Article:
Jeri Simpson, the hospital's director of human resources who was involved in the investigations of the confidentiality breach, confirmed the action but could not say how many employees were affected. The hospital did not say when the snooping took place or which of Spears records were looked at.
The Los Angeles Times reported on its Web site Friday that the breaches stemmed from incidents before Spears' most recent hospitalization, but did not elaborate.
The newspaper said more than 13 employees, none of whom are doctors, would be fired. Twelve others, including several doctors, will be disciplined otherwise for looking at her computerized records, it reported.
This is not the first time the hospital has had to reprimand employees for looking at Spears' records. Several workers were fired after they were caught snooping after Spears gave birth to her first son, Sean Preston, in September 2005.
"It's not only surprising, it's very frustrating and it's very disappointing," Simpson told the newspaper, adding that she felt "horrible" that it happened again.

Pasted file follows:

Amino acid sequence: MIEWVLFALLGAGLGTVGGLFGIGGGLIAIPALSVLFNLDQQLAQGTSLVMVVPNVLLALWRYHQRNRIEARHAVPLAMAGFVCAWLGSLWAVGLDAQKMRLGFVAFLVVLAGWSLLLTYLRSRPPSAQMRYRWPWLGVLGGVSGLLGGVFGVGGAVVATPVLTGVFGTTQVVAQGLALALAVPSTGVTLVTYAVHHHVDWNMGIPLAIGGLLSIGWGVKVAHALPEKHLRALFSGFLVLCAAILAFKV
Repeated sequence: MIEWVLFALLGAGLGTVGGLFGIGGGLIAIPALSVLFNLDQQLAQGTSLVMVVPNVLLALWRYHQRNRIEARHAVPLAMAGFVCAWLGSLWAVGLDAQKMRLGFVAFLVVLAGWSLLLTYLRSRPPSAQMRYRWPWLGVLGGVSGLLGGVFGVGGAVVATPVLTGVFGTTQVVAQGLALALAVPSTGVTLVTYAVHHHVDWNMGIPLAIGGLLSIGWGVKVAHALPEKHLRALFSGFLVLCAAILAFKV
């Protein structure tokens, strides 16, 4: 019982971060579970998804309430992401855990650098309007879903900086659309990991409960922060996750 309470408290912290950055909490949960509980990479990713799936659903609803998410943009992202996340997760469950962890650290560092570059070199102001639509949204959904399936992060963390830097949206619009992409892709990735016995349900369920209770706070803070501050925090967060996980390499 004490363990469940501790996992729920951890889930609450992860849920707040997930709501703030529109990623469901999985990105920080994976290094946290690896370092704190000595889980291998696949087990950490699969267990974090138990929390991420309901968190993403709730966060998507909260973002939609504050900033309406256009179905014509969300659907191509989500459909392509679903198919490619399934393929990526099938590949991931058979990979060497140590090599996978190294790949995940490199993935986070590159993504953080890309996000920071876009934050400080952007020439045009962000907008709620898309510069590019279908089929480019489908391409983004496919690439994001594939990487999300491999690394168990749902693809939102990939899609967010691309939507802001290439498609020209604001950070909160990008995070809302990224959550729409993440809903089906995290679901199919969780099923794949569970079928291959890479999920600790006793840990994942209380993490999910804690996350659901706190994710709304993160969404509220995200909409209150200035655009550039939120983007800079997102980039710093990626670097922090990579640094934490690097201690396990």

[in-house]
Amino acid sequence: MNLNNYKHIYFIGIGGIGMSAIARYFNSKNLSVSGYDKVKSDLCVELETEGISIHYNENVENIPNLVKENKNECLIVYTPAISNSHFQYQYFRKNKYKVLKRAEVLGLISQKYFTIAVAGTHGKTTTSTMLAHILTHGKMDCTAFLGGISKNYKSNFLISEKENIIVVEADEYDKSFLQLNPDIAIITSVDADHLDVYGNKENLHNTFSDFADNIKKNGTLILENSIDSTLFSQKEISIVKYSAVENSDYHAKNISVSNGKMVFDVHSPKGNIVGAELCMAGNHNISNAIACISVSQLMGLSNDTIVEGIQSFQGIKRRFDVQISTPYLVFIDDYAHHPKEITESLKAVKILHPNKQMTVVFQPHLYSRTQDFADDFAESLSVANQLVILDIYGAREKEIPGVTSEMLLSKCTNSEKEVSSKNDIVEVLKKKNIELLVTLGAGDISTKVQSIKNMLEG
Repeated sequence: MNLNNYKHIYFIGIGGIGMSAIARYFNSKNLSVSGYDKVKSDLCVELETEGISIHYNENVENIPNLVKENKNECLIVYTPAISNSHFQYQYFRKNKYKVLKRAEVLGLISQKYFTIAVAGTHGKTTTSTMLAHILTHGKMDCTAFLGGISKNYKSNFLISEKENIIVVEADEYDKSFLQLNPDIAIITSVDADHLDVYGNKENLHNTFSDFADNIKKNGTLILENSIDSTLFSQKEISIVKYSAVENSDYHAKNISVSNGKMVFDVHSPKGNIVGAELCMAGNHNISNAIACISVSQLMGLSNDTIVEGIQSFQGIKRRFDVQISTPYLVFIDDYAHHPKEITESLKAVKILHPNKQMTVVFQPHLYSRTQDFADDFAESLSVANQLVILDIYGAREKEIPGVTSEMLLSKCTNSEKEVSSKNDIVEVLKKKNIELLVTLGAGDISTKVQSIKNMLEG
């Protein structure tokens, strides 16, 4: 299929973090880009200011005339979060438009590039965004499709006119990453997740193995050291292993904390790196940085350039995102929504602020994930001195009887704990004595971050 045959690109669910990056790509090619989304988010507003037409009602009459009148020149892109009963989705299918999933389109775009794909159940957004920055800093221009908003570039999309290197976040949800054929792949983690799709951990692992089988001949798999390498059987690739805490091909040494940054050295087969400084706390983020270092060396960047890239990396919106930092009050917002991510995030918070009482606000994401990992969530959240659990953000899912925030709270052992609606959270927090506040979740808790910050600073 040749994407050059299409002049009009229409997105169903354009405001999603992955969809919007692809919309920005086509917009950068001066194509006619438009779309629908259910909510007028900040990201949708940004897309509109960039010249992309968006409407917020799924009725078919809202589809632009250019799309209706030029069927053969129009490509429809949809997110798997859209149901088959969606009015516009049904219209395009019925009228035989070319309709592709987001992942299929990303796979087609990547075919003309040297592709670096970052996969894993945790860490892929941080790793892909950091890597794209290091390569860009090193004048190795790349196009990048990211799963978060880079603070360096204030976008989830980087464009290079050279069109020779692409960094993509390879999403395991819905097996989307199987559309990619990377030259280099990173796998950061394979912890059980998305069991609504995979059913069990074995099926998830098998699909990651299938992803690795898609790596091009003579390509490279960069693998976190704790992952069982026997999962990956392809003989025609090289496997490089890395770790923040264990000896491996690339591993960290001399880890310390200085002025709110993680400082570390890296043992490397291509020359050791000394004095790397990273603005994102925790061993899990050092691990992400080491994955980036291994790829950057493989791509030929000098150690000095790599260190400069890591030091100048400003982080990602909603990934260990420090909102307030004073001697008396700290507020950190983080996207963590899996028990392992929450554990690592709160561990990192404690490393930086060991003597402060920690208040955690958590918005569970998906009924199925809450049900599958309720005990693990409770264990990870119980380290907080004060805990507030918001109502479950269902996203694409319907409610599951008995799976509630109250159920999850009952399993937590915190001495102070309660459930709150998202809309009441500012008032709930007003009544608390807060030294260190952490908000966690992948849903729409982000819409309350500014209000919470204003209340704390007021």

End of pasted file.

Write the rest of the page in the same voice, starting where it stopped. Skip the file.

Spears was admitted to the hospital twice in January under a state law allowing patients to be held against their will for up to 72 hours for evaluation if they are deemed a danger to themselves or others. On her second trip to the medical center, Spears stayed for nearly a week.
Leading up to the hospitalizations, Spears had been behaving bizarrely. She shaved her head, was seen in public without underwear, ran over a celebrity photographer's foot and attacked a vehicle with an umbrella.
After her Feb. 6 release, a judge placed Spears and her estate under a temporary conservatorship. Conservatorships are granted for people deemed unable to take care of themselves or their affairs.
Spears has since had very limited contact with her toddler sons who are under the sole physical and legal custody of her ex-husband Kevin Federline.